The Deed to Our Home Is In My Spouse’s Name, but I Am On the Mortgage – Am I Responsible to Pay the Mortgage After the Divorce?

We often hear this question during divorce proceedings, particularly when minor children are involved.  There are two primary things to consider:

  1. How is the property titled, that is, are both parties names on the deed or is only one party’s name on the deed;
  2. Who signed the mortgage?

Many times, due to credit scores of one spouse or other financial issues, the loan used to acquire the marital home is based solely on one spouse’s credit strength.  In this situation, the spouse with the stronger credit will be the only party signing the Note, but both spouses are required to sign the Mortgage. This is because the Note is the instrument of credit and state the terms of the loan (interest rate, monthly payment amounts, payment dates, and the maturity date of the Note) and the Mortgage is the instrument that secures the Lender’s (Mortgagee’s) interest in the Property by creating a lien against the title to the Property.

The reason that Lender’s require both spouses to sign the Mortgage is to make both parties’ interest in the Property subject to the Mortgage.  Consider the following scenario: the borrowing spouse dies while the Mortgage was still in effect and the parties were still married at the time of that spouse’s death; further, the surviving spouse did not sign the Mortgage.  In this scenario, the Lender cannot foreclose the Mortgage because the surviving spouse did not make his or her interest subject to the Mortgage because they did sign the Mortgage. The surviving spouse in this situation, may be able to live in the Property without making any further mortgage payments.  The surviving spouse will, however, be required to pay in annual property taxes and to maintain appropriate insurance coverage on the Property. The Mortgage will continue to exist as a lien against the title to the Property and all monies owed to the Lender, including late fees, interest, etc., will have to be paid at the time that the property is sold.

Taking this scenario one step further and adding the fact that only one spouse’s name is on the Deed to the Property and that spouse dies during an intact marriage.  Pursuant to the Constitution of the State of Florida, the spouse not in title to the Property enjoys a life estate interest in the Property for the duration of his or her life, as long as the Property remains the homestead property of the surviving spouse and continues to pay the attendant property taxes and insurance.

Now, let’s say that the judge has determined that your spouse is to be the primary custodial parent of your children and awards to that spouse the exclusive use and possession of the marital home.  Typically, the spouse to whom the marital home is awarded is also required to pay the monthly mortgage payments, property taxes and insurance. However, depending on your annual income and that of your spouse, you may be required to provide those funds in either the form of child support or spousal support or the receiving spouse will, or should, pay the monthly mortgage payment from these funds.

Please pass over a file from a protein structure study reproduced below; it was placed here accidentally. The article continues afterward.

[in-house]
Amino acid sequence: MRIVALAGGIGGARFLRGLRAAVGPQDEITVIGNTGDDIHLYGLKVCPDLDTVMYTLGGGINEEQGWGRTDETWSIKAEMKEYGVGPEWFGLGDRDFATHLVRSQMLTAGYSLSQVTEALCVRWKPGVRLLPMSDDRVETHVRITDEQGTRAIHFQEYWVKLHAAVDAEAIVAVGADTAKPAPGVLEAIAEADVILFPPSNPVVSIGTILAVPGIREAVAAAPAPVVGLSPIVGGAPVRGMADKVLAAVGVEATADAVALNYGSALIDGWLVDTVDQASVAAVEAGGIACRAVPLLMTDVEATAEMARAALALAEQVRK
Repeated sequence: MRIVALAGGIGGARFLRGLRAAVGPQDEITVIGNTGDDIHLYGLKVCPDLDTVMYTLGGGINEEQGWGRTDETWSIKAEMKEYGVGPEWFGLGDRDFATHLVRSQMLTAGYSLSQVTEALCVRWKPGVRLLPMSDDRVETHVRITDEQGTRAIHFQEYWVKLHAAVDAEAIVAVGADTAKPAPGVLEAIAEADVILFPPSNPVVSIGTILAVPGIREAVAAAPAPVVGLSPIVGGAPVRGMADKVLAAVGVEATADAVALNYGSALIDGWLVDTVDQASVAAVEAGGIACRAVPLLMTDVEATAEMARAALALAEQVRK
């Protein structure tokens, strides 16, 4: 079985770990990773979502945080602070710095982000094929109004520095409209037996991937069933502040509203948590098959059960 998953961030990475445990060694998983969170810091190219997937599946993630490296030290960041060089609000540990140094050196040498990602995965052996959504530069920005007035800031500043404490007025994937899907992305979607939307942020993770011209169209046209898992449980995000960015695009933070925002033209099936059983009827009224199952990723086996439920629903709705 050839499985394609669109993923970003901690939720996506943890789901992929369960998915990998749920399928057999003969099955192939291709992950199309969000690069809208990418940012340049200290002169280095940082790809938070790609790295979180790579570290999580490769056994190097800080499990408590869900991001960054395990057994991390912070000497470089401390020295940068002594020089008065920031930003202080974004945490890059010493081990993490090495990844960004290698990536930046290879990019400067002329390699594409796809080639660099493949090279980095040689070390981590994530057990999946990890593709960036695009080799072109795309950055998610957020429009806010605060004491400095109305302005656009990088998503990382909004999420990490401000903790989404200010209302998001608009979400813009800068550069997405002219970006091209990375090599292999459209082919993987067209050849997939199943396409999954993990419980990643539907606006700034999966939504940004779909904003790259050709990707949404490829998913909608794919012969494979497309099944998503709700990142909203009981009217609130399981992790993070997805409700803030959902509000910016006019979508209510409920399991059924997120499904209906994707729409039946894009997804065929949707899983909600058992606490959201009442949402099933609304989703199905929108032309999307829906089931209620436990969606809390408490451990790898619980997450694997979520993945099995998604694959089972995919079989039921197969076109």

In the event that your former spouse fails to pay the monthly mortgage payments consistently and in a timely manner that results in the Mortgage going into default, the Lender will be looking to you for payment as well and if a foreclosure proceeding is filed, you will be a named defendant and experience the same adverse effects to your credit as your former spouse.  

This is true even when the Court orders you to quit-claim your interest in the marital homestead to your former spouse.  The Court has no jurisdiction over the Lender and depending on the specific language in your mortgage relating to transfers of interests in the property, the Court’s order alone could create an event of default and the Lender accelerate the Mortgage and institute an action to foreclose the Mortgage.

Even though the Court’s orders requiring one party to convey their interest in the marital homestead and that the receiving spouse indemnify the other spouse in the event of foreclosure, said indemnification is usually a very thin shield.  The only way that your former spouse can successfully indemnify you in such a situation is if he or she has the financial ability to either pay off the existing Mortgage or to refinance the Mortgage and remove you from both the Note and Mortgage.

It is also important for you to understand that should you and your spouse have acquired investment properties during your marriage, these properties’ ownership will be determined in a manner similar to the marital homestead, without the constitutional protections afforded to the homestead Property.

At Daniel M. Copeland, Attorney at Law, P.A., we are not only skilled and experienced in assisting clients in the dissolution of their marriage, child custody, child and spousal support, because of our vast experience in litigation involving real property, we are able to help structure any real property distributions or settlements that best protect your interests.  For a more detailed discussion of the services that we offer, read our page dedicated to Dividing Marital Property.

Call us immediately – We are ready to help protect your interests in your marital properties.

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